Student Mental Health Remains a Large Issue for Stockton Students, Let’s Fix It

By: Jeremy Manwaring [He, They]

The most prominent education issues students in Stockton encounter are stigmas surrounding mental health, accessibility to mental health resources, and educational performance.

Mental health is a critical issue not discussed in classrooms. Every day, students are constantly bombarded with assignments, deadlines, and expectations with little regard to how students might fare mentally, physically, and emotionally.

Many students also do not have access to resources when a mental health crisis arises. Getting professional and medical help can be extremely hard to do as it often requires going through an adult. Many students only have access to emotionally unsupportive parents or guardians. Sometimes, these adults hold unconscious biases against mental health. That level of neglect from a caretaker can be an unbearable burden on a student.

Aside from this, students have reservations about receiving mental health support. For many students, mental health support as a concept often promotes negative images of mental institutions, excessive prescription use, and rooms with emotionally prying therapists. This can discourage students from receiving the mental health treatment they deserve, which can lead to both academic and personal issues.

Students are not educated in classrooms, or well taught in the curriculum on how to manage assignments, and instead are given assignments with the complete expectation of well-rounded academic performance and achievement; without considering how well-rounded academic programs and achievement can be manifested.

Teenagers and children are expected to perform, but are not taught how to manage themselves in order to perform, and therefore has made a high preexisting condition of teenage depression, emotional imbalance, social anxiety, and performance anxiety that exists throughout the education system. Mental health might not seem like an issue to some, but this leads to an array of problems that exceptionally affects all other aspects of a schooling system. Which include but are not limited to;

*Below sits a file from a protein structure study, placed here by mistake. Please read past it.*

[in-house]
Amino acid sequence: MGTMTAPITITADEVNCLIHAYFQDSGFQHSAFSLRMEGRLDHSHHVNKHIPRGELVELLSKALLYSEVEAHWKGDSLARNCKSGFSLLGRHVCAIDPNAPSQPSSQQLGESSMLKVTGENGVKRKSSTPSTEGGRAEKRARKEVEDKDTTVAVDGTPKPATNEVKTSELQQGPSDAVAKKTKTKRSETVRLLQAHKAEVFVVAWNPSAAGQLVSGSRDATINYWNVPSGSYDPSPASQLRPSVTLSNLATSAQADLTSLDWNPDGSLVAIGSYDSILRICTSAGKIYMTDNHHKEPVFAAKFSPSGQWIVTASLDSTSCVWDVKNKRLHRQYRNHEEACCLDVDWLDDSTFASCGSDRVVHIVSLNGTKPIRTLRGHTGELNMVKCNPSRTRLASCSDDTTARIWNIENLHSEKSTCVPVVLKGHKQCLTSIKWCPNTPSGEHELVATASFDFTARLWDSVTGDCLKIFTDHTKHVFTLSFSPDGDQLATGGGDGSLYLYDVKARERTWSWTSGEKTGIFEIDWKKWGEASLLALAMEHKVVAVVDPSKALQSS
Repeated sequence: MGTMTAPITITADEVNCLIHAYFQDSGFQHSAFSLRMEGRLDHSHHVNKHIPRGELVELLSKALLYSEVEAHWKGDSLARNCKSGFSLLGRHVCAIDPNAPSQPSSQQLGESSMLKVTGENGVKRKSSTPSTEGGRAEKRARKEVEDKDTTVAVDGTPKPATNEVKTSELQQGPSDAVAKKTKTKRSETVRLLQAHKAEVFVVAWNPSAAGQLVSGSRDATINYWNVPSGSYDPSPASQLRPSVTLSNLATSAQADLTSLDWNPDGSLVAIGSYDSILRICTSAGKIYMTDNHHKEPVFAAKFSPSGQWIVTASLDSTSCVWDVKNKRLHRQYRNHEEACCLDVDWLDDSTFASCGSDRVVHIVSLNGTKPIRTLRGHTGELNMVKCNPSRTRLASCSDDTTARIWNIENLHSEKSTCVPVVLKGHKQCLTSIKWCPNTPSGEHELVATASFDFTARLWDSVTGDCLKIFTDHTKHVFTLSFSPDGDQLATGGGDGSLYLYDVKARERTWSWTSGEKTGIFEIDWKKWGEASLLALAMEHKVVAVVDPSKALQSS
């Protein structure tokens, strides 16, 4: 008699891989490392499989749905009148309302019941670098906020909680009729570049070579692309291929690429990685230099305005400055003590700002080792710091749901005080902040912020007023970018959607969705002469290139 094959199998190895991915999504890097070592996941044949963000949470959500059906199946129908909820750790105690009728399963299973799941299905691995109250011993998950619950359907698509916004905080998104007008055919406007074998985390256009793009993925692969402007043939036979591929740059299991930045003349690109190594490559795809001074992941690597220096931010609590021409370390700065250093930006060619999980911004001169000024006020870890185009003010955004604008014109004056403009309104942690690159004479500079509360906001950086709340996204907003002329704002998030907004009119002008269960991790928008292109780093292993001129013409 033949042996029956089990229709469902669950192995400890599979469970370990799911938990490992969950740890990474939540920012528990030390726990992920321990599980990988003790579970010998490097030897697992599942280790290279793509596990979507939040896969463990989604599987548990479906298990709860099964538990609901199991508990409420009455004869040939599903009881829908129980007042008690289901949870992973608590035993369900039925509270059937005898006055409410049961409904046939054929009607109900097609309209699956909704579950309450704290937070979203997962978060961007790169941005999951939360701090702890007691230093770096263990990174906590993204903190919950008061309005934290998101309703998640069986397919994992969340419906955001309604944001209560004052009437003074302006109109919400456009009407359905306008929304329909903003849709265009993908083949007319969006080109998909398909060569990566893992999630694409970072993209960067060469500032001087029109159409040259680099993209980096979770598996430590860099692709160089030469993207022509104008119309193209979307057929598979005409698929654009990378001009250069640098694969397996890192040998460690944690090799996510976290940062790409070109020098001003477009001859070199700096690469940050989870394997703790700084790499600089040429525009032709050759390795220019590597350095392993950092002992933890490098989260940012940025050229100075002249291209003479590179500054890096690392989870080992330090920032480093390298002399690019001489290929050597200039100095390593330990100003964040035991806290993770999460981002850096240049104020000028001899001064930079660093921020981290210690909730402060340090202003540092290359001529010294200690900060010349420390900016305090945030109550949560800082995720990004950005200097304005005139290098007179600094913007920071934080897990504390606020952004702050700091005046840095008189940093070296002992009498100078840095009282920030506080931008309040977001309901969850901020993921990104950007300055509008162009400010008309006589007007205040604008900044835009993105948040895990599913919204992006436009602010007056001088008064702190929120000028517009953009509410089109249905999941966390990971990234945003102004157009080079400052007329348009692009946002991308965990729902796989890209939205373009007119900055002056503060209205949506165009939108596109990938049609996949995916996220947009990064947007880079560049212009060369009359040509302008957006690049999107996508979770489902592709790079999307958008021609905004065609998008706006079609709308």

• Teenage Suicide
  • Excessive absenteeism
  • Drug use
  • Violence (mental and physical)
  • Bullying
  • Low academic performance
  • Vandalism, among many others.

If not resolved, many of these problems may affect how children function in the future and can lead to worse issues. This makes it so integral that a solution must be found and handed in order for students to healthily grow physically, emotionally, and mentally as much as they can.

There is a solution!

Now, some schools do provide some solutions to address mental health, and as we head to the future, many solutions have been brought into place in order to provide students with some resources.

For example, schools do provide programs and counselors to deal with students who are categorized as high-risk. Schools also provide hotlines for mental health access and resources are shared.

But it is often not enough.

The problem with giving students the help they need once they are considered high-risk is just that, they are already high at risk. Prevention is the key to helping students achieve in the first place, not when students are already struggling with grades and missing dozens of days of school. Yes, it helps, but often not enough.

Resources are also shared, but they are often never utilized. A poster promoting better mental health and providing a resource can be hung around a school poster pinboard, but it is just that, a school poster pinboard. These are often ignored and are barely utilized, which leaves these programs empty, but extremely helpful if used. These resources are not being utilized because of the surrounding stigma that already encapsulates getting help in the first place, students are not taught how to seek help when needed and are not taught how to regulate conflicts and emotions in the first place leading to problems that soon weigh on an individual’s mental health.

Students that aren’t recognized as high-risk are also not receiving the treatment they need. Most students go on with their school day acting like nothing is wrong and can be suffering from mental health issues, which the school will not and cannot recognize. This often remains the case for schools with large student populations where kids can get lost and neglected.

Schools should build a new system that focuseson both mental wellness and academic achievement. The current way of doing things is not working.

When done correctly, these changes can result in a significant change in student mindsets, academic achievement, and mental wellness. If we do this, then we pave the way for much better schooling.

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